I'm not so sure that spray=sickness as that can be an idiosyncratic response. Millions are eating these foods and our bodies have processes in place to protect us from toxicities.

Well, most of our bodies, anyway...

I'm not trying to make light of the health risk -- as that's proven espeically as an accumultaive effect. I'm trying to point out that another option to factory farming is required on a massive scale. On top of that challenge is the current distribution system ruled by a few supermarkets.

To insist that foods be organic misses the very real pressures farmers face  as they attempt to transition to more sustainable methods.

So I don't support an either/or approach. Healthier produce can be produced if farmers are offered a better deal and can afford to drop production quotas in order to deploy less in the way of fertilisers and other chemicals.

I say 'less' rather than not at all. 

'Organic' is a very brutal label to aspire to.

Grow your own by all means. You can also abstain from the Dirty Dozen if you are especially concerned. However, I do point out that farm produce here is  chemically 'cleaner' than elsewhere because of our Antipodean  isolation and  (until recent budget cutbacks and free trade agreements) protectionist protocols.

The other issue is nutritional bang for your buck.Why eat apples when you can buy oranges? Why bother with strawberries if they are problematical? Use other salad greens rather than lettuces...

Eating organic lettuces won't supply your daily caloric needs.You have more opportunity  to adjust your consumption by investing your food dollar in  organic cereals and potatoes.

To complicate matters further it warrants pointing out that just because a food item is 'organic', it doesn't necessarily mean it was grown sustainably.

This does not surprise me, Roger.  Do the growers have a time span that they must stop spraying before harvest or picking.  I thought that there was a withholding period.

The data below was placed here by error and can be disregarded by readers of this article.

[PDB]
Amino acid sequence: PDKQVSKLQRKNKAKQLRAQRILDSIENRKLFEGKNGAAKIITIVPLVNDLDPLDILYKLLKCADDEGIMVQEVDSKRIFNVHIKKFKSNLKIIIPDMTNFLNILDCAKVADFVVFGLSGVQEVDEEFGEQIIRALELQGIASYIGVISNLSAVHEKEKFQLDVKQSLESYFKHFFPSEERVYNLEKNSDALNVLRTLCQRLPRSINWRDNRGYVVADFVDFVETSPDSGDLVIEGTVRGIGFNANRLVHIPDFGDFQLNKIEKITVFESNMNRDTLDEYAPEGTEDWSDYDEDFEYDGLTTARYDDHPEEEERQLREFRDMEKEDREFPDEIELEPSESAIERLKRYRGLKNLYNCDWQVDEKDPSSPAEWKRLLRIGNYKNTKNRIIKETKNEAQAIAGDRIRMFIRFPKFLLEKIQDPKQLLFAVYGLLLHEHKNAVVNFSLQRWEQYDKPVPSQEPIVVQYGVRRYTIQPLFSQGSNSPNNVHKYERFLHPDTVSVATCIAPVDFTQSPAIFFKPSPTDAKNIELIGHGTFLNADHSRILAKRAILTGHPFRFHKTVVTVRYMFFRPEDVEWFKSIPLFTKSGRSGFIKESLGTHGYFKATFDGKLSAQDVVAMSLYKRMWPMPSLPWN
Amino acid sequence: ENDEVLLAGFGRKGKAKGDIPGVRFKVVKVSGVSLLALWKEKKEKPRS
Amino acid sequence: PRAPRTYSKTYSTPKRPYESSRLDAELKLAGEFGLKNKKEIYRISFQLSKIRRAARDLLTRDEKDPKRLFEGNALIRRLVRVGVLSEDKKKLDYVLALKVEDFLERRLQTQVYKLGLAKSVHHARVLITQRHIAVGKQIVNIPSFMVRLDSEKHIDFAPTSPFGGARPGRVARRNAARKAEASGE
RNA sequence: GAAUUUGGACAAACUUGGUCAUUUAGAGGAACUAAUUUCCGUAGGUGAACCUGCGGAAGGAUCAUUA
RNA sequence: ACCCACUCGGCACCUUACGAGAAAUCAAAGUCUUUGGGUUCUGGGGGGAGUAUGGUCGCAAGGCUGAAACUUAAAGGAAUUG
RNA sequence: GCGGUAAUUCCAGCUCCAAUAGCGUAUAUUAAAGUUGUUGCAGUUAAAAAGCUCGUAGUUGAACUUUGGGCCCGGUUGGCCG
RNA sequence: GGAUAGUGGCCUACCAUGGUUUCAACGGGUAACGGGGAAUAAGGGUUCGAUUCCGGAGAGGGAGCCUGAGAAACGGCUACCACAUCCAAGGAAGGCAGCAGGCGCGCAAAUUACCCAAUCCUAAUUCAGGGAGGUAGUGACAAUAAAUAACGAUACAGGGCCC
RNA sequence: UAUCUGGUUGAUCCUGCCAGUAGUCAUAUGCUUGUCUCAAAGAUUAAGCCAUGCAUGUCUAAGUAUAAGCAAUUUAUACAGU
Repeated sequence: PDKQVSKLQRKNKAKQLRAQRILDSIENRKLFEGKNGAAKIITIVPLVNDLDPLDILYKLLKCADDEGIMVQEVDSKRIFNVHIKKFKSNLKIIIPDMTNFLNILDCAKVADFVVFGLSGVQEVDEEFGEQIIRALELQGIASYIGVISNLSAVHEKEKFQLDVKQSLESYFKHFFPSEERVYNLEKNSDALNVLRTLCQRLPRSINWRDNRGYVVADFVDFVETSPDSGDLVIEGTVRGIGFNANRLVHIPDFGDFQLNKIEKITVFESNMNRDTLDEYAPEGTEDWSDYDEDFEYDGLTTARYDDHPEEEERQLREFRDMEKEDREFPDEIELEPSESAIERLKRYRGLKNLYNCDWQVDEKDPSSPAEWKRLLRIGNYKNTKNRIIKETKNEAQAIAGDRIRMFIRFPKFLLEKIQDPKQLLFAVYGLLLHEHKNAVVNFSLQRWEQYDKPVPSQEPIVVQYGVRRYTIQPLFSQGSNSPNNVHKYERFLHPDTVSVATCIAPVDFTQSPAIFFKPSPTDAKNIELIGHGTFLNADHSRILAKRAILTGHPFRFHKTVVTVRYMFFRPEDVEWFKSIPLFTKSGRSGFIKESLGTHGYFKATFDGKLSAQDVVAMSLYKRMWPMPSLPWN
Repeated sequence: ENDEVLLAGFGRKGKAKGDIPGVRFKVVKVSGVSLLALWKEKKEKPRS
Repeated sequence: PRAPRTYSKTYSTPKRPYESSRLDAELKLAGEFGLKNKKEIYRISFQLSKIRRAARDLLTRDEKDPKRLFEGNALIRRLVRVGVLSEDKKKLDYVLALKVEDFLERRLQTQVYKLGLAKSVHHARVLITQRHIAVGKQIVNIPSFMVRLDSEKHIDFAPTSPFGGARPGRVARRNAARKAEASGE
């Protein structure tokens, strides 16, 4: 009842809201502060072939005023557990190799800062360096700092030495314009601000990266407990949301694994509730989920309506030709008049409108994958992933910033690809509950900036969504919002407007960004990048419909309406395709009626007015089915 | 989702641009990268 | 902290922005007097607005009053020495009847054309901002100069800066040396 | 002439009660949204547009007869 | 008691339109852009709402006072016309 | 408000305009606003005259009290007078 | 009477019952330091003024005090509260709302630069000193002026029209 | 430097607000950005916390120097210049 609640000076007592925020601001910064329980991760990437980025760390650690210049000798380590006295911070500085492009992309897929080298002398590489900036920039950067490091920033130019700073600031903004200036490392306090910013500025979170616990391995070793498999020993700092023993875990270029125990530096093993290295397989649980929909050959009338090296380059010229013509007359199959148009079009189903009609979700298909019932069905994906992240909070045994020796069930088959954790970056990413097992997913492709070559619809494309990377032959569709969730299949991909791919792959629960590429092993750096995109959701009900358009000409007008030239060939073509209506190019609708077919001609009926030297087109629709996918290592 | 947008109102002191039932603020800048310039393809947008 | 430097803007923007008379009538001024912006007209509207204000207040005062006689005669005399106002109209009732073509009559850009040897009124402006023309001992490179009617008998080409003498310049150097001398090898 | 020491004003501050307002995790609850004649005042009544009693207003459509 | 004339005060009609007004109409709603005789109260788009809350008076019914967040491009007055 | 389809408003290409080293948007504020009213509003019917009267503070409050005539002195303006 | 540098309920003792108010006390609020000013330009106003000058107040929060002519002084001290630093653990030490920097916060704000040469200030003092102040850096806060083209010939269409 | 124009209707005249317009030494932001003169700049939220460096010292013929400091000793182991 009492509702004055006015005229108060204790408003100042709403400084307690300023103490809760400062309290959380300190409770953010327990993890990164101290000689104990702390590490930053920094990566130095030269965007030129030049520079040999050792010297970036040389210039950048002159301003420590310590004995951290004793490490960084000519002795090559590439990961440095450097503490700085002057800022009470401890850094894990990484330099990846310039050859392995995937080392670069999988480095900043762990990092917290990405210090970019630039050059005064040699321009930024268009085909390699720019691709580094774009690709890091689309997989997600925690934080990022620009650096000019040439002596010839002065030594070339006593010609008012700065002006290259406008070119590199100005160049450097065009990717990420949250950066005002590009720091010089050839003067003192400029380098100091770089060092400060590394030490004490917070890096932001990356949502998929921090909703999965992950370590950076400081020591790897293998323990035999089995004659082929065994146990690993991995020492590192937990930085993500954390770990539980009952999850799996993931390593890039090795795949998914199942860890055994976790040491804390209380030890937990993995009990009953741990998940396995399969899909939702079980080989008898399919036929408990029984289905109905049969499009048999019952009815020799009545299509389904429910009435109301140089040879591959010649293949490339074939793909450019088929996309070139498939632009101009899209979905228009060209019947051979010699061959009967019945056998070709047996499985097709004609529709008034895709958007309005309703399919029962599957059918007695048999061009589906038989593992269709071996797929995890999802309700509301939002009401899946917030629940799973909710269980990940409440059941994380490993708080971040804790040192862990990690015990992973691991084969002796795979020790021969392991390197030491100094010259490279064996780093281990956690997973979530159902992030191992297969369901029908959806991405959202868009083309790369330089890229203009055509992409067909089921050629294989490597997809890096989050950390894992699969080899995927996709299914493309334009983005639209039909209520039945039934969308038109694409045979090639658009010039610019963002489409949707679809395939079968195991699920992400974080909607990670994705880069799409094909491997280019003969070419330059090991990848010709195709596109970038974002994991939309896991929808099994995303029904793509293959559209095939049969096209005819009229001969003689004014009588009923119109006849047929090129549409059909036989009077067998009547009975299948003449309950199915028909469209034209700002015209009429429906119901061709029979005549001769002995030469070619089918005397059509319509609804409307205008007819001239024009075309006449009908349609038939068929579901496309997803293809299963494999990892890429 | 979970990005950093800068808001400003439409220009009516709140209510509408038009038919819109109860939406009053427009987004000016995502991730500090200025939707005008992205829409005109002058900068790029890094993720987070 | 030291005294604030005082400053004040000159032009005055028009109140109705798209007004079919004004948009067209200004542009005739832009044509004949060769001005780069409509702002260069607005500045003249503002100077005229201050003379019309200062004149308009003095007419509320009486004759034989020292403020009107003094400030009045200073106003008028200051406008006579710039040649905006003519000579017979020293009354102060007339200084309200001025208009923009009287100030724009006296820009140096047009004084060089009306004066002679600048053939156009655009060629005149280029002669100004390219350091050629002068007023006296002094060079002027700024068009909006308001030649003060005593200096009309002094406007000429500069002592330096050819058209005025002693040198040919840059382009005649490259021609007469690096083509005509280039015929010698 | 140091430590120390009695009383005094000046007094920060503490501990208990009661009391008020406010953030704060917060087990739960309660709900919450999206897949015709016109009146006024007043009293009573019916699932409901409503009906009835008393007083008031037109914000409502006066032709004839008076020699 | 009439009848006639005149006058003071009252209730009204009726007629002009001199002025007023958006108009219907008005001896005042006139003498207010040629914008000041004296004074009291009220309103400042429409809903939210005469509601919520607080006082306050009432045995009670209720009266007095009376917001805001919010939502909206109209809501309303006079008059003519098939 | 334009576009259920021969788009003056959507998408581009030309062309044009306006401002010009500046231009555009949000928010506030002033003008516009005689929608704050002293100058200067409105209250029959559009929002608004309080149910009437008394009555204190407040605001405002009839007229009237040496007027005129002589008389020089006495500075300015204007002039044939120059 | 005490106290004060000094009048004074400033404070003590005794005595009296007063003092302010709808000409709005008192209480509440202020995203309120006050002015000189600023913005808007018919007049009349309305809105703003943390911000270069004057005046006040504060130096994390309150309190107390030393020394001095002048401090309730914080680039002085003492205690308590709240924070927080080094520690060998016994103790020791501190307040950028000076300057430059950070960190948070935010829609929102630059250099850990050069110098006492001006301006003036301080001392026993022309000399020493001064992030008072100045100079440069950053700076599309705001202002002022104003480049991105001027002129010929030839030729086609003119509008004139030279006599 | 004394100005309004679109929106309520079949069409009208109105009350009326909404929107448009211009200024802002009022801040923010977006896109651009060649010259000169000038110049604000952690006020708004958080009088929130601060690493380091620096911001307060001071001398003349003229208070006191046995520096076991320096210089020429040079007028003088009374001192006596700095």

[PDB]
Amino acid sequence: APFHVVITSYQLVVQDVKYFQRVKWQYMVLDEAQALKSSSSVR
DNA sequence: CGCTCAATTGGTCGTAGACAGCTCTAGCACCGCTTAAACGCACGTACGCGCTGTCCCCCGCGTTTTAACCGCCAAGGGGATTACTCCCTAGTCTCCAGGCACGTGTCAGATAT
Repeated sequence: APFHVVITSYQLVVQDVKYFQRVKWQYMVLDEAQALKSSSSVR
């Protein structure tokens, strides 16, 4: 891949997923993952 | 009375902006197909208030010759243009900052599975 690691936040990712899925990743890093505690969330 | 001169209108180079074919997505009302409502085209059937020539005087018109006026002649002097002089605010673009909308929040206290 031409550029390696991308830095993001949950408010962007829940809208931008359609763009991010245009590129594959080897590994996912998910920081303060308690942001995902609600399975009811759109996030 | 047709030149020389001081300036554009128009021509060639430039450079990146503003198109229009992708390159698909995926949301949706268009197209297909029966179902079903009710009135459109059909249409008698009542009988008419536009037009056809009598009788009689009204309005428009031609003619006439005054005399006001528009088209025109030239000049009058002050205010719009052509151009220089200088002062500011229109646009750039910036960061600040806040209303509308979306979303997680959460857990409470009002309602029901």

If organic produce is anywhere near the price of other stocked fruit or veggies then we usually choose organic.  Lettuce, I was once told was sprayed most often for supply to large stores.

Elaine, can you tell us which organic delivery service you use.

My motto is dumb and simple.  Grow as much organic stuff as you can and eat it for the flavour.  Accept that almost nobody can be self sufficient and eat the things you have to from the shop.  The great news is that the less processed stuff you buy, the better off you are.  Roger's information is good - but then add all the extra crap that goes into processed food.  I try to stick to buying dairy, meat, fruit and veg.  The less processed the better. 

Generally I regularly buy in carrots, celery, potatoes and garlic among the veg we eat. The rest comes from the garden.

Herbs especially and spring onions. But we are only really looking at 25% at most of what we eat.

If you consider the cereals and pulses -- that's a hefty portion of our total buy-in consumption.

If I market shop I know I can get fresher, better quality and more long lasting produce. But the organic options are very slim (currently one stall) and I don't bother -- except for the spuds.

When you look at the desultory organic offerings of veg in the supermarkets -- why even consider those?

Most of your market stuff is probably "chemical free" but not organic mate.  That works for me.  I refuse to shop supermarket "organic."  I understand the system, and maybe I should - but my protest is with the government not the farmers.  

That's the problem I reckon: how to support the farmers.